I’m delighted to take part today in this blog tour. My first real love when it came to reading was crime fiction so I jumped at the opportunity to read a copy of this new book.
Thank you to Anne Cater for the spot on the tour and to the publisher Flame Tree Press for a copy of the book. Vintage Crime was released August 11th.
Vintage Crime is a CWA anthology with a difference, celebrating members’ work over the years. The book will gather stories from the mid-1950s until the twenty-first century by great names of the past, great names of the present together with a few hidden treasures by less familiar writers. The first CWA anthology, Butcher’s Dozen, appeared in 1956, and was co-edited by Julian Symons, Michael Gilbert, and Josephine Bell. The anthology has been edited by Martin Edwards since 1996, and has yielded many award-winning and nominated stories in the UK and overseas.
This new edition includes an array of incredible and award-winning authors: Robert Barnard, Simon Brett, Liza Cody, Mat Coward, John Dickson Carr, Marjorie Eccles, Martin Edwards, Kate Ellis, Anthea Fraser, Celia Fremlin, Frances Fyfield, Michael Gilbert, Paula Gosling, Lesley Grant-Adamson, HRF Keating, Bill Knox, Peter Lovesey, Mick Herron, Michael Z. Lewin, Susan Moody, Julian Symons and Andrew Taylor.
This book suited me just fine at the moment. Struggling to ‘get into’ a novel and for it to hold my attention, this set of short stories, and some are very short, that I could dip in and out of, as and when I felt like it, was perfect. There is such an array of different stories here too.
What I liked about this anthology was how it took stories from authors right across the years. Now I love some vintage classic crime, but there are also some really enjoyable short stories from contemporary authors such as Mick Herron, Kate Ellis and Simon Brett, which really makes this book one for every crime fiction lover.
Stories from spies in Trafalgar Square to foot and mouth English countryside. From London to Liverpool and England to Egypt. It was great to pick a story not knowing where it was going to take you.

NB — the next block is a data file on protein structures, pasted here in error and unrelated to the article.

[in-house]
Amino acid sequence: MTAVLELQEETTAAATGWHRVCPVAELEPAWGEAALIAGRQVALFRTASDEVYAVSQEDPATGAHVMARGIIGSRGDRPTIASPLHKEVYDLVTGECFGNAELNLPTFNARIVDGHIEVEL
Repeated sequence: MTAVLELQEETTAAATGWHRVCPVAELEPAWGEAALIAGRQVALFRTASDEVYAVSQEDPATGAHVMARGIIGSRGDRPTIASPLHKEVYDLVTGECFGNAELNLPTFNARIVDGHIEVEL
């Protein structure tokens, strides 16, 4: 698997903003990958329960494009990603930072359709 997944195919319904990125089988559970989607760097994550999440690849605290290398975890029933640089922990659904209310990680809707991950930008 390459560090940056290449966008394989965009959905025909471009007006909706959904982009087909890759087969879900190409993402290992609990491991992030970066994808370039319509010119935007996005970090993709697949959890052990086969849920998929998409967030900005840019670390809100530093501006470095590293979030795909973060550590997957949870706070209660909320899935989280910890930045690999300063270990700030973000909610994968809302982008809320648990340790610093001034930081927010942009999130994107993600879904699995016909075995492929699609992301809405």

Although the dates of the stories can be found in the sources section at the back of the book, and the stories follow each other in date order, I liked that they were not dated in the contents section, so that I wasn’t totally aware of the ‘when’ that I was about to read.
A great mix from some award winning writers.
Crime Writer’s Association or The CWA was founded in 1953 by John Creasey – That’s over sixty-five years of support, promotion and celebration of this most durable, adaptable and successful of genres. The CWA runs the prestigious Dagger Awards, which celebrate the best in crime writing, and is proud to be a triving, growing community with a membership encompassing authors at all stages of their careers. They are UK-based, yet attract many members from overseas.
Martin is a well-known crime fiction critic, and series consultant to the British Library’s Crime Classics. His ground-breaking study of the genre between the wars, The Golden Age of Murder, was warmly reviewed around the world, and won the Edgar, Agatha, H.R.F. Keating and Macavity awards. His The Story of Classic Crime in 100 Books won the Macavity and was nominated for four other awards.
Martin has written eight novels about lawyer Harry Devlin, the first of which, All the Lonely People, was short-listed for the CWA John Creasey Memorial Dagger for the best first crime novel of the year, The early Devlin books are now enjoying a fresh life as ebooks, with new introductions by leading authors such as Val McDermid and Frances Fyfield, as well as other new material.
In addition Martin has written a stand-alone novel of psychological suspense, Take My Breath Away, and a much acclaimed novel featuring Dr Crippen, Dancing for the Hangman. The latest Devlin novel, Waterloo Sunset, appeared in 2008. He completed Bill Knox’s last book, The Lazarus Widow. He has published many short stories, including the ebooks The New Mysteries of Sherlock Holmes and Acknowledgments and other stories. ‘Test Drive’ was short-listed for the CWA Short Story Dagger in 2006, while ‘The Bookbinder’s Apprentice’ won the same Dagger in 2008.
A well-known commentator on crime fiction, he has edited 40 anthologies and published diverse non-fiction books, including a study of homicide investigation, Urge to Kill.An expert on crime fiction history, he is archivist of both the Crime Writers’ Association and the Detection Club. He was elected eighth President of the Detection Club in 2015, spent two years as Chair of the CWA, and posts regularly to his blog, ‘Do You Write Under Your Own Name?’